Confidence by ignorance

In a Newsweek excerpt of astrophysicist Neil DeGrasse Tyson's new book, Death by Black Hole, Tyson waxes eloquently about the wonder of our senses. Then he raises the question of the sixth sense and dismisses it with, "... the persistent failures of controlled, double-blind experiments to support the claims of parapsychology suggest that what's going on is nonsense rather than sixth sense."

Such a confident statement will no doubt impress some, but as readers of my blog know unfortunately this is an opinion borne of ignorance.


David Bailey said…
Nobody can specialise in more than a tiny sliver of modern science. Outside of that specialised area, their knowledge is gleaned in digested form from magazines such as Scientific American.

It seems to me that is where the 'skeptics' are playing such a negative role - because they know there is research out there, but more or less lie about the facts to a broader audience which includes people in other disciplines, such as astrophysics, who then duplicate those lies into their work.
Book Surgeon said…
Dean, I hope you'll write a letter to the editor of Newsweek setting them straight in no uncertain terms. This kind of arrogant ignorance is damaging to parapsychology and very misleading.
Dean Radin said…
It's probably not very useful to write to Newsweek, because their editors no doubt agree with Tyson.

I don't think most skeptics deliberately sidestep the truth. I think they just perceive the world differently and interpret what they see as confirming that the evidence for psi is negative.

The double-edged sword of "we see what we wish to see," otherwise known as theory-laden perception, is one of those dirty little secrets in science. For extremely robust effects the dirty secret can be ignored without doing much damage, but the biasing effects of a priori expectations permeates all of science, all the time.
Phronk said…
That does indeed sound like ignorance. I have no problem if a scientist disagrees with the interpretation that parapsychologists have of their body of work. But to imply that every single parapsychology study ever performed is a "failure" or "nonsense" only shows that they probably have not even looked at the research. That's simply dismissive, and demonstrates a lack of scientific spirit.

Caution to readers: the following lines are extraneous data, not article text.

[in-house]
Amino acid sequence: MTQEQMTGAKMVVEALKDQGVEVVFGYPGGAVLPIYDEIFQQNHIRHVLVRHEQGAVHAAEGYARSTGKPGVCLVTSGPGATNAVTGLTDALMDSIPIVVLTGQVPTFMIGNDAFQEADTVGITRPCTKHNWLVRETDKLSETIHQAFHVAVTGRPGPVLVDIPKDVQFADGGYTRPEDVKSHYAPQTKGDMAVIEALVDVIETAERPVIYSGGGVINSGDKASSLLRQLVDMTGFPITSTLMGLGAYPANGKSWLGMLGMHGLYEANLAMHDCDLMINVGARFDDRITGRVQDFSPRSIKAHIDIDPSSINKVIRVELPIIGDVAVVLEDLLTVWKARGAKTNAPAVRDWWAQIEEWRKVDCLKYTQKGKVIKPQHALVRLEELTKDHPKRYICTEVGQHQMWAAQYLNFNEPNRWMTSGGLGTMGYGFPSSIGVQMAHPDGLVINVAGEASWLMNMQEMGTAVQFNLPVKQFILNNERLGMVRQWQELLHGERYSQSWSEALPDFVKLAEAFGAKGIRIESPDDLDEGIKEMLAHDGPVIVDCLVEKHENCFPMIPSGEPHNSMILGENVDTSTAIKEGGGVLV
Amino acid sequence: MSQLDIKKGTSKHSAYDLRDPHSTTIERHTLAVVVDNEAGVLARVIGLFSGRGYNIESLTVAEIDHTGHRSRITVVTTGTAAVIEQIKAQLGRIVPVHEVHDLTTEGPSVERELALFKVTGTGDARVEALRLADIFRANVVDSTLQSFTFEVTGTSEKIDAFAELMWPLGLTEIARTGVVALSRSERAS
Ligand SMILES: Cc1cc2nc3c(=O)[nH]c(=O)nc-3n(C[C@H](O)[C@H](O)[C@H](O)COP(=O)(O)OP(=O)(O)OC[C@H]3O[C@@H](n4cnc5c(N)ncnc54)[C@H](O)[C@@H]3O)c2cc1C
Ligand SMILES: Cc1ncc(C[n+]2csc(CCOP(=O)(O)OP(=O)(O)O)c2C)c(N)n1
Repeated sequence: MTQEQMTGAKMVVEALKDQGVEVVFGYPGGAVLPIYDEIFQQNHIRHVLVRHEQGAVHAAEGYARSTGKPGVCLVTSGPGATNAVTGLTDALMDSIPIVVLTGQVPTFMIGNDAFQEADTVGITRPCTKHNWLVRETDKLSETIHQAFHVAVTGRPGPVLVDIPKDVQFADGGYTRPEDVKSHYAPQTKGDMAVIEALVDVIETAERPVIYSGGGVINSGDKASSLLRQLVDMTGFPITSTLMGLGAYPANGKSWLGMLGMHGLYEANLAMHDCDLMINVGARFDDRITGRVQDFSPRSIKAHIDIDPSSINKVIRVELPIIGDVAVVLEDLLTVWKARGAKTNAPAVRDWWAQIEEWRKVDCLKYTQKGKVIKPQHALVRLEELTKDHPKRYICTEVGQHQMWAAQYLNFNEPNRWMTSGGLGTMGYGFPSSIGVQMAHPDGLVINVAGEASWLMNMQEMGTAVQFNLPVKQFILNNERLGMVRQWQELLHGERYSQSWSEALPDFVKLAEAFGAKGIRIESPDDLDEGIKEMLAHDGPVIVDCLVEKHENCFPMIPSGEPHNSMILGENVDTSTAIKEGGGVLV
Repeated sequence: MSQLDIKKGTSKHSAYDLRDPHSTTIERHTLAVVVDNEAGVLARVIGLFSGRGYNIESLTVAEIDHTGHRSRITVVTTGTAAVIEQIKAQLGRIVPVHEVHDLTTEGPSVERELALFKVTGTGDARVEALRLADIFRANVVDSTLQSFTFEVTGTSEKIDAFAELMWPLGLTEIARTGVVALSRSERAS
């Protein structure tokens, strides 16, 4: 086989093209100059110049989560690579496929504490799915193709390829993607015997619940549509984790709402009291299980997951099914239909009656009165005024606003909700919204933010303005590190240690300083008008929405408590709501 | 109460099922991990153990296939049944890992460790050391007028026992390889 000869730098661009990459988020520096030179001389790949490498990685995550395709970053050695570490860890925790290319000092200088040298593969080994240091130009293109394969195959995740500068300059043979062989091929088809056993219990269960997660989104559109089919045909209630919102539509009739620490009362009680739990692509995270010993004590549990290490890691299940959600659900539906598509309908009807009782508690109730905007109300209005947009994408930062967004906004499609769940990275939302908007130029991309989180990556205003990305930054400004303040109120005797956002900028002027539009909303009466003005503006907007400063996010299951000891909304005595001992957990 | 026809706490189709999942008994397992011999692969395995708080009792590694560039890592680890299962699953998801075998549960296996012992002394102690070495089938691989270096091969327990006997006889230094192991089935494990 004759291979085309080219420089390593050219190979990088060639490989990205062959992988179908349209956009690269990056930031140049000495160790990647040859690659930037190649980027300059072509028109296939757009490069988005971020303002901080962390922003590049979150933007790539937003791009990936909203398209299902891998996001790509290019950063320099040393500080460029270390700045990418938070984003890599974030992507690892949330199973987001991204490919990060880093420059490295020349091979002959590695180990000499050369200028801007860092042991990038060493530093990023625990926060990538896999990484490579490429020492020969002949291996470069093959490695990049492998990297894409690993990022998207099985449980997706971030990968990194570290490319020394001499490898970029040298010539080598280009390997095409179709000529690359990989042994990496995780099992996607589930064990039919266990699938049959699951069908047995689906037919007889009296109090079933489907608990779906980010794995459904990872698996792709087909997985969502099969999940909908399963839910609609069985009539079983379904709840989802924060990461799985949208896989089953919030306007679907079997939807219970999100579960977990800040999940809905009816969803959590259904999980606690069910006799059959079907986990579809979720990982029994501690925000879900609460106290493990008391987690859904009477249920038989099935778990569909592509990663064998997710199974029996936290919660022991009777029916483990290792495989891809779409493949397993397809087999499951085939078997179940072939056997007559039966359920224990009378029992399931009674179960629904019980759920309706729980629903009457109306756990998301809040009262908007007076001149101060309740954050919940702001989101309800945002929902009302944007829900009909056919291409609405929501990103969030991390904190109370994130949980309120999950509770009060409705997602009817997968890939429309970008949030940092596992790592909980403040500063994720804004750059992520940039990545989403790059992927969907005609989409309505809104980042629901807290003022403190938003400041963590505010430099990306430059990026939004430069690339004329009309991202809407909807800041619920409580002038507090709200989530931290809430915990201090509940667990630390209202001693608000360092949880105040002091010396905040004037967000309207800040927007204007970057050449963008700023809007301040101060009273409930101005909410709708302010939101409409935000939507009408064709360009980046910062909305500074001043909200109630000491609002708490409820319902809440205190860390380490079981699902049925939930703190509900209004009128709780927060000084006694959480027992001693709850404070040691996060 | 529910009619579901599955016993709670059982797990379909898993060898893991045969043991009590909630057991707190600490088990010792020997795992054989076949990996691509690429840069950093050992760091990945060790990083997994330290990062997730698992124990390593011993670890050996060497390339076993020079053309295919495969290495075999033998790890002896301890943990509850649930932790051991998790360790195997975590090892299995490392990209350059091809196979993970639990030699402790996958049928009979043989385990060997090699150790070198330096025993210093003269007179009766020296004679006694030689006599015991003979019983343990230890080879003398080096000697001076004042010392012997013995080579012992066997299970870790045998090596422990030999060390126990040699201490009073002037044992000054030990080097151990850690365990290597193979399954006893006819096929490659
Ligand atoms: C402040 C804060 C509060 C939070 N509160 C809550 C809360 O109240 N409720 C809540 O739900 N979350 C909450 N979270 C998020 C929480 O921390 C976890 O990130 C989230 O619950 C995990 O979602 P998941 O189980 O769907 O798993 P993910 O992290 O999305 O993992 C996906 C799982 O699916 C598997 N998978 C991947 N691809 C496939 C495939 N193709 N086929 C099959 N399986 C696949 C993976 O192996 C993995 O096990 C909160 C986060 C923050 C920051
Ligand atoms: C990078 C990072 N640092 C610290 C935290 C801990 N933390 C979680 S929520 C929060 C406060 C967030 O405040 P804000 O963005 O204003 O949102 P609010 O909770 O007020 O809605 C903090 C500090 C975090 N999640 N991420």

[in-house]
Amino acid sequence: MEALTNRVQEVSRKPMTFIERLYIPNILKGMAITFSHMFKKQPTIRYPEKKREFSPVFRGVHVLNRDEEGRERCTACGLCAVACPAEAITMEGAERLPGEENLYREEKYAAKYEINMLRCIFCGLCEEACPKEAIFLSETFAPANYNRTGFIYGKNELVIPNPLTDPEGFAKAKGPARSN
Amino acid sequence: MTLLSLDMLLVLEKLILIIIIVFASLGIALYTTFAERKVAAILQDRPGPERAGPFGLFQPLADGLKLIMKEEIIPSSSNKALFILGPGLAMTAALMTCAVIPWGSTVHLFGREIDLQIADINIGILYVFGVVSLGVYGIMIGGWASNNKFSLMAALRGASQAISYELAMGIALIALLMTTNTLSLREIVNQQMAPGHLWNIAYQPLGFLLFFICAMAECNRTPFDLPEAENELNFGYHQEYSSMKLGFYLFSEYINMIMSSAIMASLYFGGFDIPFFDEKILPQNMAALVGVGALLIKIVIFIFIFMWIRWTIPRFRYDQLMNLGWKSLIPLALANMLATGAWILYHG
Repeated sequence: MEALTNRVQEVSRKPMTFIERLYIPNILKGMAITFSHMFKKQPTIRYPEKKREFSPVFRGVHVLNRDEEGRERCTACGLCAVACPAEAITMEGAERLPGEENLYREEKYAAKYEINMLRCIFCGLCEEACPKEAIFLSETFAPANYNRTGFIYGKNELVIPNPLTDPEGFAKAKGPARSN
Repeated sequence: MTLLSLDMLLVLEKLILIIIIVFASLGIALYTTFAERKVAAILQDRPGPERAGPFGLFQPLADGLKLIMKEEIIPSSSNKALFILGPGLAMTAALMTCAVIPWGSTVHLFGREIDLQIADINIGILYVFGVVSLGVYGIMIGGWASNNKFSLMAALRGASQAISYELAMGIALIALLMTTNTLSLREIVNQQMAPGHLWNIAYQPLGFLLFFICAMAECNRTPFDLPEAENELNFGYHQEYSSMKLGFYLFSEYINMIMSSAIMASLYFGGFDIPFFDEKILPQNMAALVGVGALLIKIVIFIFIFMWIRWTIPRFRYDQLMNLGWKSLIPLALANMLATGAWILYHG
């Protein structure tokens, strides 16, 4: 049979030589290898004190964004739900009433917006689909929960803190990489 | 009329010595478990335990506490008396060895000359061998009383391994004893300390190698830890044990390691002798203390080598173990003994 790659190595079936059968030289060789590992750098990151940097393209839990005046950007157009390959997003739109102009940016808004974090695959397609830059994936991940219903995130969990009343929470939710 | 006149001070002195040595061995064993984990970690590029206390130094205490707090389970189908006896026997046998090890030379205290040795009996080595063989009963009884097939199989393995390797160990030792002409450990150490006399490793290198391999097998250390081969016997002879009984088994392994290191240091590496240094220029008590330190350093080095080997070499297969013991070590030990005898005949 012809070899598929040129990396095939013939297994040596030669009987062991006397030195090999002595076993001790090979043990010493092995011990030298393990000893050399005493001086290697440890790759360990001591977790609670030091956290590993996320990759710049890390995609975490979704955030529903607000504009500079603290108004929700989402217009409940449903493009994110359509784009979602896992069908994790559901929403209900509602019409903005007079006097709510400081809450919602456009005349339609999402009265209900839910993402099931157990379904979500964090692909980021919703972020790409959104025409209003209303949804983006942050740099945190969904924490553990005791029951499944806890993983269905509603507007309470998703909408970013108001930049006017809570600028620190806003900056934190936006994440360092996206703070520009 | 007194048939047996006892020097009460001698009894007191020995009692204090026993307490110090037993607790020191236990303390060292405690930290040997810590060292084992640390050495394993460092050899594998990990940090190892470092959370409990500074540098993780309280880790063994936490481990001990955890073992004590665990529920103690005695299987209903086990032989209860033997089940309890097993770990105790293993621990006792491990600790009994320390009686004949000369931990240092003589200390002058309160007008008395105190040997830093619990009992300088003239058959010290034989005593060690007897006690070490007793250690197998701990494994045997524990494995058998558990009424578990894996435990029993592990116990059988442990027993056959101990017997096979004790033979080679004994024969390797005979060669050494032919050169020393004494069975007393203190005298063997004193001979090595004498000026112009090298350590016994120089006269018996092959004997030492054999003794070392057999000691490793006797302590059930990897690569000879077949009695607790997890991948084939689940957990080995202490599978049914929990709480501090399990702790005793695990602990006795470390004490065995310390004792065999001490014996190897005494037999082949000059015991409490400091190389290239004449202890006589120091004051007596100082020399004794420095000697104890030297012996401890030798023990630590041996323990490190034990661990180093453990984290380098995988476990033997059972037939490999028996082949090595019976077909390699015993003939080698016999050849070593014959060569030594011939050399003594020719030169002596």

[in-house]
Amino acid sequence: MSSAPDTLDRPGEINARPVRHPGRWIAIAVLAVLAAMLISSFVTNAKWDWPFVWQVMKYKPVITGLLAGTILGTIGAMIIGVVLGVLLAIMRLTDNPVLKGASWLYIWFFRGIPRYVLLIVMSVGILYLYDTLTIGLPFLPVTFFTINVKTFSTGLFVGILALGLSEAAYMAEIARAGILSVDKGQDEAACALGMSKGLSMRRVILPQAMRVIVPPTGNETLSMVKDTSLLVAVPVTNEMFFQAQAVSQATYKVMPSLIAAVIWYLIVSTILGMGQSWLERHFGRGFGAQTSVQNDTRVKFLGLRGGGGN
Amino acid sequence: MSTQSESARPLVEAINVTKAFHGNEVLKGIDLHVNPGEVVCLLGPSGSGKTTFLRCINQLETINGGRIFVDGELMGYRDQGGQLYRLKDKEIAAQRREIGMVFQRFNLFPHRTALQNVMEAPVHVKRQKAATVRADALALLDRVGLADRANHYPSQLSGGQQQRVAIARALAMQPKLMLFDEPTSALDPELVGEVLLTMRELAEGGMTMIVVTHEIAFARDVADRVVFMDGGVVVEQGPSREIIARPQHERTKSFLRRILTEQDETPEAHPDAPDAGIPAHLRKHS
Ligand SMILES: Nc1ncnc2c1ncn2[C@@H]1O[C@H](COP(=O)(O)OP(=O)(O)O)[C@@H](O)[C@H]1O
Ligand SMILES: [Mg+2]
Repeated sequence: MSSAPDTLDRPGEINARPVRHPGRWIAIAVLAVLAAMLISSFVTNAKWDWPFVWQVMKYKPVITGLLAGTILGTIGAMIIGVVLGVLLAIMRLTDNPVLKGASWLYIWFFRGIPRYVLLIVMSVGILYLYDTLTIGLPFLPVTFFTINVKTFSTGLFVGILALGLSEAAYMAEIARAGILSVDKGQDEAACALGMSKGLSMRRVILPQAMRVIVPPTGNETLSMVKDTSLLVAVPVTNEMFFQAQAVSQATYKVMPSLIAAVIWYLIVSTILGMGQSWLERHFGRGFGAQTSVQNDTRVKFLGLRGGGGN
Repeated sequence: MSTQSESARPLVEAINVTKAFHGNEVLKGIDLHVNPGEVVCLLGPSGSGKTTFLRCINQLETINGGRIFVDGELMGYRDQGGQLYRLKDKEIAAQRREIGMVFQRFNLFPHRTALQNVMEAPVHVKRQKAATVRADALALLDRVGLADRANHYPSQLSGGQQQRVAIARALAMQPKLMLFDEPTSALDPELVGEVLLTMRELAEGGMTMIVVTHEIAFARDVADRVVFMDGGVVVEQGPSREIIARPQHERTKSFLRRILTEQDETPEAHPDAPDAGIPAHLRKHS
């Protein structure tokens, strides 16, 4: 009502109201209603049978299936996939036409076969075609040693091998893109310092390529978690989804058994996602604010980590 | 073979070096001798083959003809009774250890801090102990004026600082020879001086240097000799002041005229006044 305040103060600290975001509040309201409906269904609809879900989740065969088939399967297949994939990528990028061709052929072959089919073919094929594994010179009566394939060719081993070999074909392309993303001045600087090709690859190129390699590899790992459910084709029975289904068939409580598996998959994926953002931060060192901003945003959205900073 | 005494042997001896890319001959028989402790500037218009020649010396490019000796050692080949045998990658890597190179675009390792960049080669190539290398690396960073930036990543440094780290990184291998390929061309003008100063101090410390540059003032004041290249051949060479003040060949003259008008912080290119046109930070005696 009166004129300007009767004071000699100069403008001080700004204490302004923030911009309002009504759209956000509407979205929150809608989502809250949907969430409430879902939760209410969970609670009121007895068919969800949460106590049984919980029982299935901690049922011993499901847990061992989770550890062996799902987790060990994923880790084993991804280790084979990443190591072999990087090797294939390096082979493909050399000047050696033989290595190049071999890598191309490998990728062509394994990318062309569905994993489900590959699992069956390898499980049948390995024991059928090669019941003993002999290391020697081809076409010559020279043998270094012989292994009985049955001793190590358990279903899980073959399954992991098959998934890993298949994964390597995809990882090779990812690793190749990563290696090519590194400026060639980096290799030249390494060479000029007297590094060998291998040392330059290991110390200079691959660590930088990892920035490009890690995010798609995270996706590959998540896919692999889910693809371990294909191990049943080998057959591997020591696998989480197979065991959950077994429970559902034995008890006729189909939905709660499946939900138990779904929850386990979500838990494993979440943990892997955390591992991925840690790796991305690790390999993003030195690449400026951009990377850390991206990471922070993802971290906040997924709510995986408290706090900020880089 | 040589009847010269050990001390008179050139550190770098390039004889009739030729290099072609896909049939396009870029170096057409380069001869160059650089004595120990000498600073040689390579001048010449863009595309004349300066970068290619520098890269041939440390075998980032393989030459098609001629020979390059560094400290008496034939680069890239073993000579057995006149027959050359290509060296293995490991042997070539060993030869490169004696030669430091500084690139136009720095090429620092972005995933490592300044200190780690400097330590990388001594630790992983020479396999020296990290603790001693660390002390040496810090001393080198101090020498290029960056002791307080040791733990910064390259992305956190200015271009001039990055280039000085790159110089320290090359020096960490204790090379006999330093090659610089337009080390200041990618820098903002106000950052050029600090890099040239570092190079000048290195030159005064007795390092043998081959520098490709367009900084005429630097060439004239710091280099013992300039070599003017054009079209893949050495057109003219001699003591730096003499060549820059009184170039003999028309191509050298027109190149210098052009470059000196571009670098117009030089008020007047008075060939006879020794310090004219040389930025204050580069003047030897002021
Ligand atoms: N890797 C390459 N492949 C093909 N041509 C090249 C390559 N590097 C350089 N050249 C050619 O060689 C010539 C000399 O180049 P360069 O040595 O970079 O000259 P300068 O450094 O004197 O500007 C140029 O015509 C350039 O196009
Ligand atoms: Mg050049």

I think the most reasonable skeptical position is doubtful confusion rather than mere dismissal. If it read something like "people have looked for this 'sixth sense', and found an effect that is perplexing and looks a lot like the sixth sense, and although I can't explain their findings, I still have doubts about their interpretation as showing a sixth sense"... well, I'd be cool with that.

Personally I'd rather be a bit confused than 100% confident in something I know nothing about.
Ian Pegler said…
I agree with David Bailey's comments about opinions based on the "official line" churned out by the magazines. This becomes especially apparent when you read the blogs and postings of amateur skeptics. Much of this is just parroting what someone else has said elsewhere, there's not much original thought. Many of the "refutations" doing the rounds are out of date, but the ease with which information is spread on the Internet means that all this old stuff stays in circulation for much longer than it should.
Unknown said…
As a person who experiences a form of psychic phenomena, I find Tyson's comments very frustrating. It just leaves me wondering what his agenda, for lying like this, could possibly be. I often wonder what it would mean to their worldview, if people like Tyson knew what I knew. Are they afraid it would be suggestive of a more mystical view of reality? Rightly so, if they are, as it probably would embolden all the mystics out there.

It's just too bad. If you dismiss something outright, that tends to stymie the possibility of ever experiencing it. I suppose though, even if psychic phenomena are (incorrectly) dismissed by popular science, that physics will inevitably make it clear that such things should be possible, if it hasn't already.
Dean Radin said…
Tyson isn't lying. He's just echoing what is accepted as common knowledge by many scientists. Science is a social enterprise, and as such one cannot drift too far from the accepted norm and also maintain one's credibility (to say nothing of one's job!). So rather than trying to learn everything yourself, it's easier to simply adopt mainstream prejudices, because they won't get you into trouble by repeating them.

One hopes that science writers will check their facts before committing to print in national magazines, but this is often viewed as unnecessary when simply repeating what everyone knows to be true.

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